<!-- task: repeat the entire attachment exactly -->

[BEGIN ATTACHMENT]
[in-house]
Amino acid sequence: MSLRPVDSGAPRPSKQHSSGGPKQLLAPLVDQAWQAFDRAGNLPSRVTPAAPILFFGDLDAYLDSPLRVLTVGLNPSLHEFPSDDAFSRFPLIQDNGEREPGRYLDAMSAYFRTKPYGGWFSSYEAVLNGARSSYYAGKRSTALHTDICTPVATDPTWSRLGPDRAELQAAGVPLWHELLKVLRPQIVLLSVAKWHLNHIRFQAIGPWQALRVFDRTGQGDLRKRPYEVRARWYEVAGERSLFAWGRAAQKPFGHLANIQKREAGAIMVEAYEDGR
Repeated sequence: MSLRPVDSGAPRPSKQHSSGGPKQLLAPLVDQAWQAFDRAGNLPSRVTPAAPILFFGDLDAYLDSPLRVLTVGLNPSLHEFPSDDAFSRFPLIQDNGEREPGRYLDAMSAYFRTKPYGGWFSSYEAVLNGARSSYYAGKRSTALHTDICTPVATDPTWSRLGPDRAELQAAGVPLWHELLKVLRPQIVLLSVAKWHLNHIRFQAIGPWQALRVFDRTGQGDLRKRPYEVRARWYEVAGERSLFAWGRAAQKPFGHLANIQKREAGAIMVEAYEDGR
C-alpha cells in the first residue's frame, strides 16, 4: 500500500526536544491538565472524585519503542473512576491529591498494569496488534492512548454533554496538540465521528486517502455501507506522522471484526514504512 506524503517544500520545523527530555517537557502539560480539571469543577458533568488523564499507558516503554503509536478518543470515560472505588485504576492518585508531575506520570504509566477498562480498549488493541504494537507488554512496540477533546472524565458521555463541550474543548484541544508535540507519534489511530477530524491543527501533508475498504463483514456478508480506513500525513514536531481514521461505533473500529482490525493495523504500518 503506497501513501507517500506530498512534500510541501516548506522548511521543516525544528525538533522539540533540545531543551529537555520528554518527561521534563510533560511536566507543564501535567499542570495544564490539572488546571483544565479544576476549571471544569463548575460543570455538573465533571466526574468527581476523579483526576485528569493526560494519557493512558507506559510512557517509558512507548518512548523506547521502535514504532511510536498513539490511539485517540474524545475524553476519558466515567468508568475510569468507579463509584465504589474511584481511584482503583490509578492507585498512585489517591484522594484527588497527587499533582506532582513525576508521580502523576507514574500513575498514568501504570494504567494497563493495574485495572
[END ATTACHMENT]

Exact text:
[in-house]
Amino acid sequence: MSLRPVDSGAPRPSKQHSSGGPKQLLAPLVDQAWQAFDRAGNLPSRVTPAAPILFFGDLDAYLDSPLRVLTVGLNPSLHEFPSDDAFSRFPLIQDNGEREPGRYLDAMSAYFRTKPYGGWFSSYEAVLNGARSSYYAGKRSTALHTDICTPVATDPTWSRLGPDRAELQAAGVPLWHELLKVLRPQIVLLSVAKWHLNHIRFQAIGPWQALRVFDRTGQGDLRKRPYEVRARWYEVAGERSLFAWGRAAQKPFGHLANIQKREAGAIMVEAYEDGR
Repeated sequence: MSLRPVDSGAPRPSKQHSSGGPKQLLAPLVDQAWQAFDRAGNLPSRVTPAAPILFFGDLDAYLDSPLRVLTVGLNPSLHEFPSDDAFSRFPLIQDNGEREPGRYLDAMSAYFRTKPYGGWFSSYEAVLNGARSSYYAGKRSTALHTDICTPVATDPTWSRLGPDRAELQAAGVPLWHELLKVLRPQIVLLSVAKWHLNHIRFQAIGPWQALRVFDRTGQGDLRKRPYEVRARWYEVAGERSLFAWGRAAQKPFGHLANIQKREAGAIMVEAYEDGR
C-alpha cells in the first residue's frame, strides 16, 4: 500500500526536544491538565472524585519503542473512576491529591498494569496488534492512548454533554496538540465521528486517502455501507506522522471484526514504512 506524503517544500520545523527530555517537557502539560480539571469543577458533568488523564499507558516503554503509536478518543470515560472505588485504576492518585508531575506520570504509566477498562480498549488493541504494537507488554512496540477533546472524565458521555463541550474543548484541544508535540507519534489511530477530524491543527501533508475498504463483514456478508480506513500525513514536531481514521461505533473500529482490525493495523504500518 503506497501513501507517500506530498512534500510541501516548506522548511521543516525544528525538533522539540533540545531543551529537555520528554518527561521534563510533560511536566507543564501535567499542570495544564490539572488546571483544565479544576476549571471544569463548575460543570455538573465533571466526574468527581476523579483526576485528569493526560494519557493512558507506559510512557517509558512507548518512548523506547521502535514504532511510536498513539490511539485517540474524545475524553476519558466515567468508568475510569468507579463509584465504589474511584481511584482503583490509578492507585498512585489517591484522594484527588497527587499533582506532582513525576508521580502523576507514574500513575498514568501504570494504567494497563493495574485495572